Item 22 - Correspondence, with Earl of Crawford

Title and statement of responsibility area

Title proper

Correspondence, with Earl of Crawford

General material designation

Parallel title

Other title information

Title statements of responsibility

Title notes

Level of description

Item

Reference code

CA ON00239 F00596-S01-f0108-22

Edition area

Edition statement

Edition statement of responsibility

Class of material specific details area

Statement of scale (cartographic)

Statement of projection (cartographic)

Statement of coordinates (cartographic)

Statement of scale (architectural)

Issuing jurisdiction and denomination (philatelic)

Dates of creation area

Date(s)

  • 16 Feb. 1939 (Creation)
    Creator
    Buchan, John
  • 24 Jan. 1939 (Creation)
    Creator
    Lindsay, David Alexander Edward (27th Earl of Crawford)
  • 1939 (Receipt)
    Recipient
    Buchan, John
  • 1939 (Receipt)
    Recipient
    Lindsay, David Alexander Edward (27th Earl of Crawford)

Physical description area

Physical description

8 p.

Publisher's series area

Title proper of publisher's series

Parallel titles of publisher's series

Other title information of publisher's series

Statement of responsibility relating to publisher's series

Numbering within publisher's series

Note on publisher's series

Archival description area

Name of creator

(10 Oct. 1871-8 Mar. 1940)

Biographical history

David Alexander Edward Lindsay, 27th Earl of Crawford and 10th Earl of Balcarres, KT, PC, DL, FRS, FSA, styled Lord Balcarres or Lord Balniel between 1880 and 1913, was a British Conservative politician and art connoisseur.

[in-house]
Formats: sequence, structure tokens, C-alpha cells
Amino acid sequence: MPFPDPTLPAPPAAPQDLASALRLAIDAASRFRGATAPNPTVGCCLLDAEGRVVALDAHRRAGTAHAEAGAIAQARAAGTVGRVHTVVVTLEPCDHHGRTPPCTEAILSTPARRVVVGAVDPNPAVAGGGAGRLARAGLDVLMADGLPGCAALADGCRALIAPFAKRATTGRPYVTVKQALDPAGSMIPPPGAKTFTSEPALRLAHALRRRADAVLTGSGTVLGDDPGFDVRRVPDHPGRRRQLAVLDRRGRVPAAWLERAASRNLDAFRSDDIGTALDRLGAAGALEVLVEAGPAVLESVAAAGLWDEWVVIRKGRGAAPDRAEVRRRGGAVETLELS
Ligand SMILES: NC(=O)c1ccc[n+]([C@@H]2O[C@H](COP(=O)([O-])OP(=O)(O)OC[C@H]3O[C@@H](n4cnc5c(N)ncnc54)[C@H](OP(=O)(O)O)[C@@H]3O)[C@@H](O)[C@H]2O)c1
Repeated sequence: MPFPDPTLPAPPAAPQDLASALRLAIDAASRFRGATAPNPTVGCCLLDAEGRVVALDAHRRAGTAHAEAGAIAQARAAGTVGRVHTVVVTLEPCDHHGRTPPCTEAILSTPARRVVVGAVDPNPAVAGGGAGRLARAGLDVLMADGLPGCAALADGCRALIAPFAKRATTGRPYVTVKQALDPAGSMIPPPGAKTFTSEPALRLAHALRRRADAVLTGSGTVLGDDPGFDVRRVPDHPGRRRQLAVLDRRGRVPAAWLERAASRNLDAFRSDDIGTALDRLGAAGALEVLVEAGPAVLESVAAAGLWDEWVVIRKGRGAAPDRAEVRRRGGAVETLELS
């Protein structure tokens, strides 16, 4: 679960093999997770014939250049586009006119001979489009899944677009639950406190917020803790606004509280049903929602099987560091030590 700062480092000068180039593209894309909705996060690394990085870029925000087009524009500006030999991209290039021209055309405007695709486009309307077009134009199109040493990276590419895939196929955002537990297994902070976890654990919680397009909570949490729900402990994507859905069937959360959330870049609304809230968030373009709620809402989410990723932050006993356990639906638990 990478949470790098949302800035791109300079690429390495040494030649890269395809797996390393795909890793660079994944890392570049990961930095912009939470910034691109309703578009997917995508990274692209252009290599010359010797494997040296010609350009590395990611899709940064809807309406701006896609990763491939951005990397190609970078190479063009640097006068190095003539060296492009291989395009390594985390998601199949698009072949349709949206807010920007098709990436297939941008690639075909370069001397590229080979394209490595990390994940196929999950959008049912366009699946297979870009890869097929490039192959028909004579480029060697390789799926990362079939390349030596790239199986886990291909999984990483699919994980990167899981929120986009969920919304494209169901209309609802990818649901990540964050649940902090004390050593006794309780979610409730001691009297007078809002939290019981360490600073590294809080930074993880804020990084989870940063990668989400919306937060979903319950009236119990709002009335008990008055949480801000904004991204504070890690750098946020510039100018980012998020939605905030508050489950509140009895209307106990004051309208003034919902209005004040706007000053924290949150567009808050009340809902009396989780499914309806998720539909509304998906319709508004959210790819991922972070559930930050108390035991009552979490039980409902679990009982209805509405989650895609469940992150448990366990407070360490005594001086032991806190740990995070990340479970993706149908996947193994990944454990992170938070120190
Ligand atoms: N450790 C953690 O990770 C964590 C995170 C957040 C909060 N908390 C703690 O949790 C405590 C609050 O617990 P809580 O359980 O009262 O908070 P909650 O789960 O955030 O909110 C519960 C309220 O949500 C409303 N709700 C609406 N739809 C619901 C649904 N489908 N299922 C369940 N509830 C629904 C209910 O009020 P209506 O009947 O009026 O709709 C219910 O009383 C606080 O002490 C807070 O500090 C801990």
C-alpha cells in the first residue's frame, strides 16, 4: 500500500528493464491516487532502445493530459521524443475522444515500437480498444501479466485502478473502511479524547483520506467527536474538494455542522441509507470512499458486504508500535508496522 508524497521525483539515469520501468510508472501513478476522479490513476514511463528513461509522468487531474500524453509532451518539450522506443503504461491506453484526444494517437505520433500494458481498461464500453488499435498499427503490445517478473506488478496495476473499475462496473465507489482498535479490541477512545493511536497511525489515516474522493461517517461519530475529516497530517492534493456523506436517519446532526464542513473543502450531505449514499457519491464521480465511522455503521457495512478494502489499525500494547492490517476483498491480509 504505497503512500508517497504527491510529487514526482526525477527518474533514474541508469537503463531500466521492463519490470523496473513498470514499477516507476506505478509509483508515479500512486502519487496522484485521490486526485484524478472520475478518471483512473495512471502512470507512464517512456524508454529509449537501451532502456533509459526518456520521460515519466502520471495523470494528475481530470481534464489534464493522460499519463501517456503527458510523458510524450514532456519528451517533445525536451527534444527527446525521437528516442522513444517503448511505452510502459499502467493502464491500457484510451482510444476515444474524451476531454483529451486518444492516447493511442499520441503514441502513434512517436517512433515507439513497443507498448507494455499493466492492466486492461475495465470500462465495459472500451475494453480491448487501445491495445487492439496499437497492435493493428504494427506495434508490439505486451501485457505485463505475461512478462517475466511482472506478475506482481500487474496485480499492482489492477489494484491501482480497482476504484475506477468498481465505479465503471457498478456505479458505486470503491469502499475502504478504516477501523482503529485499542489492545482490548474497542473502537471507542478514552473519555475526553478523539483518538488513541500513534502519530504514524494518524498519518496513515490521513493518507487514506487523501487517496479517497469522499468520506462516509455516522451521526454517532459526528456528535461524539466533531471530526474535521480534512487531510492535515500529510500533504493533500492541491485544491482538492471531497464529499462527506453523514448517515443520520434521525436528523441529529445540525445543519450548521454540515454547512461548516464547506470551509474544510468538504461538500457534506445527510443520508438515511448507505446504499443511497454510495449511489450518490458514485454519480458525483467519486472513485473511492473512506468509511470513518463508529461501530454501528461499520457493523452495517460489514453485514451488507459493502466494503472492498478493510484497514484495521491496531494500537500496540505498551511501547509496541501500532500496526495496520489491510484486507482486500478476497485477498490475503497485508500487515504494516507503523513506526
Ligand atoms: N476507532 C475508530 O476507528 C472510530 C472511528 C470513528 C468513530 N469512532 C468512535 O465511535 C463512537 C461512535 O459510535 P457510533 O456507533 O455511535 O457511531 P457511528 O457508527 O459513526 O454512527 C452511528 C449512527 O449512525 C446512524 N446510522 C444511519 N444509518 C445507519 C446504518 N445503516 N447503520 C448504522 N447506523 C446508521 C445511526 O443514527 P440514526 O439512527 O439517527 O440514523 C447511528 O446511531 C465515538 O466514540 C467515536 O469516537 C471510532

Crawford was elected Member of Parliament for Chorley in 1895 and served as a Junior Lord of the Treasury from 1903 to 1905 under Arthur Balfour. After the Conservatives went into opposition in 1905 he was Chief Conservative Whip in the House of Commons between 1911 and 1913. The latter year he succeeded his father in the earldom and took his seat in the House of Lords (in virtue of his junior title of Baron Wigan, which was in the Peerage of the United Kingdom). In July 1916 Crawford was admitted to the Privy Council and appointed President of the Board of Agriculture, with a seat in the cabinet, in the coalition government of H. H. Asquith.
When David Lloyd George became Prime Minister in December 1916, Crawford became Lord Privy Seal. In January 1919 Lloyd George appointed him Chancellor of the Duchy of Lancaster, but removed him from the cabinet. He was made First Commissioner of Works in April 1921, and in April of the following year he was also made Minister of Transport, and restored to the cabinet. He retained these two posts until the coalition government fell in October 1922.
Apart from his political career Crawford was Chancellor of the University of Manchester between 1923 and 1940, a trustee of the National Portrait Gallery and a Deputy Lieutenant of Lancashire. He became a Fellow of the Society of Antiquaries in 1900 also of the Royal Society in 1924 and was made a Knight of the Thistle in 1921.